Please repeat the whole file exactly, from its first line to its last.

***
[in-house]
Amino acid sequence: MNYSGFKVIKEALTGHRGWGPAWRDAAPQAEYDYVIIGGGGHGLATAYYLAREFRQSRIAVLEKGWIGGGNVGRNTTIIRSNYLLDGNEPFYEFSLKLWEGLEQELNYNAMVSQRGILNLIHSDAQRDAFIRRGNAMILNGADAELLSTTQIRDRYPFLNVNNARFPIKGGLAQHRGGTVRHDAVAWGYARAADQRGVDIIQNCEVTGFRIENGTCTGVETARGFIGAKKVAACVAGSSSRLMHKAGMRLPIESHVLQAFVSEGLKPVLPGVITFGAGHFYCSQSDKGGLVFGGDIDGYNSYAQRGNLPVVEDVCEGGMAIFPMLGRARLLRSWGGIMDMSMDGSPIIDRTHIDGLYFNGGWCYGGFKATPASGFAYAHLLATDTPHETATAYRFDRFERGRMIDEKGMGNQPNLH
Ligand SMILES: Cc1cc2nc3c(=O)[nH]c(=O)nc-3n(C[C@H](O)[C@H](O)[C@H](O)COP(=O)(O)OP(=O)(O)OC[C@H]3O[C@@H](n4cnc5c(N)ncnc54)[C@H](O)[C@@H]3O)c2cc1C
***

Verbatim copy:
[in-house]
Amino acid sequence: MNYSGFKVIKEALTGHRGWGPAWRDAAPQAEYDYVIIGGGGHGLATAYYLAREFRQSRIAVLEKGWIGGGNVGRNTTIIRSNYLLDGNEPFYEFSLKLWEGLEQELNYNAMVSQRGILNLIHSDAQRDAFIRRGNAMILNGADAELLSTTQIRDRYPFLNVNNARFPIKGGLAQHRGGTVRHDAVAWGYARAADQRGVDIIQNCEVTGFRIENGTCTGVETARGFIGAKKVAACVAGSSSRLMHKAGMRLPIESHVLQAFVSEGLKPVLPGVITFGAGHFYCSQSDKGGLVFGGDIDGYNSYAQRGNLPVVEDVCEGGMAIFPMLGRARLLRSWGGIMDMSMDGSPIIDRTHIDGLYFNGGWCYGGFKATPASGFAYAHLLATDTPHETATAYRFDRFERGRMIDEKGMGNQPNLH
Ligand SMILES: Cc1cc2nc3c(=O)[nH]c(=O)nc-3n(C[C@H](O)[C@H](O)[C@H](O)COP(=O)(O)OP(=O)(O)OC[C@H]3O[C@@H](n4cnc5c(N)ncnc54)[C@H](O)[C@@H]3O)c2cc1C